Nearly 30 years since its inception, the British Film Institute’s (BFI) Film Classics literary series is being redesigned and relaunched in a bid to recognise a more diverse set of films and writers.
Since 1992, the book series, published with BFI partner Bloomsbury, has invited writers to muse on movies they think are key contributions to the history of film. Some 200 titles have been released as part of the initiative over the years, with books covering everything from Hitchcock’s The Birds, to the Coen Brothers’ The Big Lebowski.
In a move that aims to bring “women, LGBTIQ+, black, Asian, mixed ethnicity and the Global South” to the forefront, the series is being relaunched at the end of this month. To mark the change, the BFI has invited a selection of illustrators, designers and photographers to reimagine the covers of the three new and 17 reissued titles due to be published.
Encouraging readers to “revisit” classic films
The intention behind the project was to give each title a “fresh new look”, according to Bloomsbury lead designer Louise Dugdale, while also “breathing a new life” into the series itself.
“[We wanted to] encourage readers to revisit and study these classic films,” she says.
Each creative involved in the project, then, was given a brief for their individual film, Dugdale continues.
Groundbreaking Re-Invented Marketing Funnel & Page Builder
“[We gave them] a short description of the film, along with an idea of certain characters or a scene central to the film to portray in their won style,” she says, adding that the designers were also sent images of the previous cover (in the case of the reissued titles) to inspire their work.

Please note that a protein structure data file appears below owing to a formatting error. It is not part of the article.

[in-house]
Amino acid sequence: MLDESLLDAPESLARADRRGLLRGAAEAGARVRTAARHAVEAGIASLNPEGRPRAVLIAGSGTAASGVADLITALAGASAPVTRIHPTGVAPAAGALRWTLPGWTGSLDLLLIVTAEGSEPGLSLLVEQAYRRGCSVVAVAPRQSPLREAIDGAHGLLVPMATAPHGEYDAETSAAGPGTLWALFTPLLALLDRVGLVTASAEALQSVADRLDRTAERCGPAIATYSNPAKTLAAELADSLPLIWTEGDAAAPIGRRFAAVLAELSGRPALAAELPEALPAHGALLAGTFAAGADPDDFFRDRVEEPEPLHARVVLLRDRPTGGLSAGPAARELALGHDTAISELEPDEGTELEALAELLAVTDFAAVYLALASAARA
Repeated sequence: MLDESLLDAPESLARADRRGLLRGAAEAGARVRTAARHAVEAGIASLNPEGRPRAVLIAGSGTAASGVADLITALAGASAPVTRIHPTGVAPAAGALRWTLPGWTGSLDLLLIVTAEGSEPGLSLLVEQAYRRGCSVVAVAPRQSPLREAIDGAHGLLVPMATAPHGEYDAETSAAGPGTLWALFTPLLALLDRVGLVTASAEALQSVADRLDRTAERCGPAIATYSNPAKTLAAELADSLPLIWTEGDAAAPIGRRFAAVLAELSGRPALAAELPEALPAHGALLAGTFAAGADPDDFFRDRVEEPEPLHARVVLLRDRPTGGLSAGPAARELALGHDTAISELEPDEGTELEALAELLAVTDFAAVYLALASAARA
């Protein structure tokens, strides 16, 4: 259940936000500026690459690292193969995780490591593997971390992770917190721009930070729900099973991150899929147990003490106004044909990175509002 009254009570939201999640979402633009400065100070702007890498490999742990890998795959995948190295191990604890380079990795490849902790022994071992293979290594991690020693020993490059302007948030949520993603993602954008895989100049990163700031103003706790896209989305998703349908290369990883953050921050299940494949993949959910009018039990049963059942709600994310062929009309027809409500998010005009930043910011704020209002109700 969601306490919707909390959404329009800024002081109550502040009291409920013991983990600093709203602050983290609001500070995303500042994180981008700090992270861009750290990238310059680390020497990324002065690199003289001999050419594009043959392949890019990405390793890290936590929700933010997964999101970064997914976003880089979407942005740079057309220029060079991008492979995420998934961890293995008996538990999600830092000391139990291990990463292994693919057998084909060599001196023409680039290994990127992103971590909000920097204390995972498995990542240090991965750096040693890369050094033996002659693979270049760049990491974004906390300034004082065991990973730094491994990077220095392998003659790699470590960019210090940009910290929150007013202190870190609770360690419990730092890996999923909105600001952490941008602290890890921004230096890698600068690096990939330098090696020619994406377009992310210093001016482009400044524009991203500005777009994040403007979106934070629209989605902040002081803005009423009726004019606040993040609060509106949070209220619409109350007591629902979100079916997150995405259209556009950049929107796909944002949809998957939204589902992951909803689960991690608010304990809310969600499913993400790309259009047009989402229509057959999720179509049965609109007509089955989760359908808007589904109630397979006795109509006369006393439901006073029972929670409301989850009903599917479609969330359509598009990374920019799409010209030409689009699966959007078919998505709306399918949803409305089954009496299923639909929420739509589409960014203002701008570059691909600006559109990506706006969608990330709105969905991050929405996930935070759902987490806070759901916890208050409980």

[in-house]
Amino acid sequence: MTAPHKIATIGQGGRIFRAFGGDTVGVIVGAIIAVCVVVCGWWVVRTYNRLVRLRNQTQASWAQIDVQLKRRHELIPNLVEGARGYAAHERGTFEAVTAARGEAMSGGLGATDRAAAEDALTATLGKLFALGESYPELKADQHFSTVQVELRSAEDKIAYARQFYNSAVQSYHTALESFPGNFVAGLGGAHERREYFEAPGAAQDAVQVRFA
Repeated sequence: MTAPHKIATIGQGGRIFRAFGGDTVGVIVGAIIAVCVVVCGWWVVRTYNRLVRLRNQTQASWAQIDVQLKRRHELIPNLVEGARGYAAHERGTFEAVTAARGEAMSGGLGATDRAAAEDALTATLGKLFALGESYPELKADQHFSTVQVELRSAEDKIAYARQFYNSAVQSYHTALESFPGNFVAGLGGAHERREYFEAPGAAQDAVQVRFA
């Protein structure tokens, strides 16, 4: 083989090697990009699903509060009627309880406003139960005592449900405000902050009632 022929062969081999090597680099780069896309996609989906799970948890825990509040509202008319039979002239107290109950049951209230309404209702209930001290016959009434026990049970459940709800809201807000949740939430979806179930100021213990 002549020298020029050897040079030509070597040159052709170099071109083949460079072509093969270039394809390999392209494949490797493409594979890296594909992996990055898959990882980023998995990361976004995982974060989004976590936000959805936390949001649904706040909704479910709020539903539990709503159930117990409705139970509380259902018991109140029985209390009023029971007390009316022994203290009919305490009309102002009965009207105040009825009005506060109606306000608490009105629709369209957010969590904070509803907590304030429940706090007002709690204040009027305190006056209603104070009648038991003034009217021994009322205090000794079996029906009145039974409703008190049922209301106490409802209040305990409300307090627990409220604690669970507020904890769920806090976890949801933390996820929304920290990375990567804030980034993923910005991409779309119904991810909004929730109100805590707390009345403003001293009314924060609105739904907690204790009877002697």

Having approached a range of designers, illustrators and photographers, the resulting 20 covers are a diverse range of styles, the extent of which Dugdale says the team was not expecting.
“There’s photography, paper cut-outs, pastels, watercolour with gold leaf and screen printing,” Dugdale says. “And most of the illustrations are the artists representations of the film rather than directly illustrating a scene, which is very exciting.”
Highlighting the contemporary relevance of classics
The reissued titles for the series include discussions on Hayao Miyazaki’s Spirited Away, Stanley Kubrick’s 2001: A Space Odyssey and Spike Lee’s Do the Right Thing.
Each book will be accompanied by a new foreword from its respective author, which aims to highlight the films’ contemporary relevance in a world facing, for example, the aftermath of #MeToo, Brexit, populism and racially motivated police brutality.
In addition, three new books will be added to the series. They come from film critic and scholar Rebecca Harrison, feminist scholar and advocate Patricia White and writer and activist So Mayer, who write about the Empire Strikes Back, Hitchcock’s Rebecca and Sally Potter’s Orlando respectively.
Source link Design